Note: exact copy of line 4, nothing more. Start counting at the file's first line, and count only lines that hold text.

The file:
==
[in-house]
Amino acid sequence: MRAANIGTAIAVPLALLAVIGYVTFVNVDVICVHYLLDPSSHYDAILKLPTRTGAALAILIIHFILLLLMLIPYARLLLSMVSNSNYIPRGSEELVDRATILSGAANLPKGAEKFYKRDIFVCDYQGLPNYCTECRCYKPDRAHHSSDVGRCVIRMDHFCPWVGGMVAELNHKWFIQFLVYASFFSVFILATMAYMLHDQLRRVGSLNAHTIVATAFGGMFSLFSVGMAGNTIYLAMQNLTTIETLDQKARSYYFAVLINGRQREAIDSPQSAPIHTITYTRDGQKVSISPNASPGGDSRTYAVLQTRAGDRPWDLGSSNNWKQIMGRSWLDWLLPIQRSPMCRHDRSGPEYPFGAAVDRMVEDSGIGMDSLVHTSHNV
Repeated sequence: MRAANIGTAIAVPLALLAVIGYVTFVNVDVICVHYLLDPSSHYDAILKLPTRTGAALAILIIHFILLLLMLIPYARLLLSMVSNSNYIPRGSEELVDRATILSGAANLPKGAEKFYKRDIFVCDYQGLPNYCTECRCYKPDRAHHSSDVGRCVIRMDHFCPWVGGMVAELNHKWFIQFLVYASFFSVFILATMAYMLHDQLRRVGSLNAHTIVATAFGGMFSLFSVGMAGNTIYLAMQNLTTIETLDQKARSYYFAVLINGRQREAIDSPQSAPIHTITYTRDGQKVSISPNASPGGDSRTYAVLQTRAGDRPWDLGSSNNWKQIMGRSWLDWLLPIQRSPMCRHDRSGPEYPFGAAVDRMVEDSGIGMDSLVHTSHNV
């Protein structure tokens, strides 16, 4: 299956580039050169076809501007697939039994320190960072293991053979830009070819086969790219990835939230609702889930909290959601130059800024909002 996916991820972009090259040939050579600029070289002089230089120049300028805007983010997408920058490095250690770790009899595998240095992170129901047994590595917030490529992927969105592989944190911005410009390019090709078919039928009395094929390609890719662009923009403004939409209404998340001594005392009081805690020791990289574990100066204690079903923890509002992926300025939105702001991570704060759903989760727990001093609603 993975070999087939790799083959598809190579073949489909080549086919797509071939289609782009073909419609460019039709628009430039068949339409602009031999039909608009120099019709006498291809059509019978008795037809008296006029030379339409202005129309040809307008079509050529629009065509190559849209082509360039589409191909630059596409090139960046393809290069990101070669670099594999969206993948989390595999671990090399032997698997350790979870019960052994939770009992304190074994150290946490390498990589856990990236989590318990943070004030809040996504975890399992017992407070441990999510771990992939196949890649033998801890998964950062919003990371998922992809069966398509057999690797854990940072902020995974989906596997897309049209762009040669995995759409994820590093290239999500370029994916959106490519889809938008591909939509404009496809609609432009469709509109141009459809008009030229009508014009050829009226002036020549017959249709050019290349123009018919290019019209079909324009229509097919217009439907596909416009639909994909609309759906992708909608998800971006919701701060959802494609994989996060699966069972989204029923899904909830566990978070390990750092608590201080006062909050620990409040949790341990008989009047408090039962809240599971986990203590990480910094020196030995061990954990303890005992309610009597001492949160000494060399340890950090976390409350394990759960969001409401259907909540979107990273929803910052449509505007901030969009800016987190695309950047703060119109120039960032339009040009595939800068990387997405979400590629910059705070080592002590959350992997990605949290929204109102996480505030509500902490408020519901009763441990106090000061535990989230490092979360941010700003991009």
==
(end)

């Protein structure tokens, strides 16, 4: 299956580039050169076809501007697939039994320190960072293991053979830009070819086969790219990835939230609702889930909290959601130059800024909002 996916991820972009090259040939050579600029070289002089230089120049300028805007983010997408920058490095250690770790009899595998240095992170129901047994590595917030490529992927969105592989944190911005410009390019090709078919039928009395094929390609890719662009923009403004939409209404998340001594005392009081805690020791990289574990100066204690079903923890509002992926300025939105702001991570704060759903989760727990001093609603 993975070999087939790799083959598809190579073949489909080549086919797509071939289609782009073909419609460019039709628009430039068949339409602009031999039909608009120099019709006498291809059509019978008795037809008296006029030379339409202005129309040809307008079509050529629009065509190559849209082509360039589409191909630059596409090139960046393809290069990101070669670099594999969206993948989390595999671990090399032997698997350790979870019960052994939770009992304190074994150290946490390498990589856990990236989590318990943070004030809040996504975890399992017992407070441990999510771990992939196949890649033998801890998964950062919003990371998922992809069966398509057999690797854990940072902020995974989906596997897309049209762009040669995995759409994820590093290239999500370029994916959106490519889809938008591909939509404009496809609609432009469709509109141009459809008009030229009508014009050829009226002036020549017959249709050019290349123009018919290019019209079909324009229509097919217009439907596909416009639909994909609309759906992708909608998800971006919701701060959802494609994989996060699966069972989204029923899904909830566990978070390990750092608590201080006062909050620990409040949790341990008989009047408090039962809240599971986990203590990480910094020196030995061990954990303890005992309610009597001492949160000494060399340890950090976390409350394990759960969001409401259907909540979107990273929803910052449509505007901030969009800016987190695309950047703060119109120039960032339009040009595939800068990387997405979400590629910059705070080592002590959350992997990605949290929204109102996480505030509500902490408020519901009763441990106090000061535990989230490092979360941010700003991009």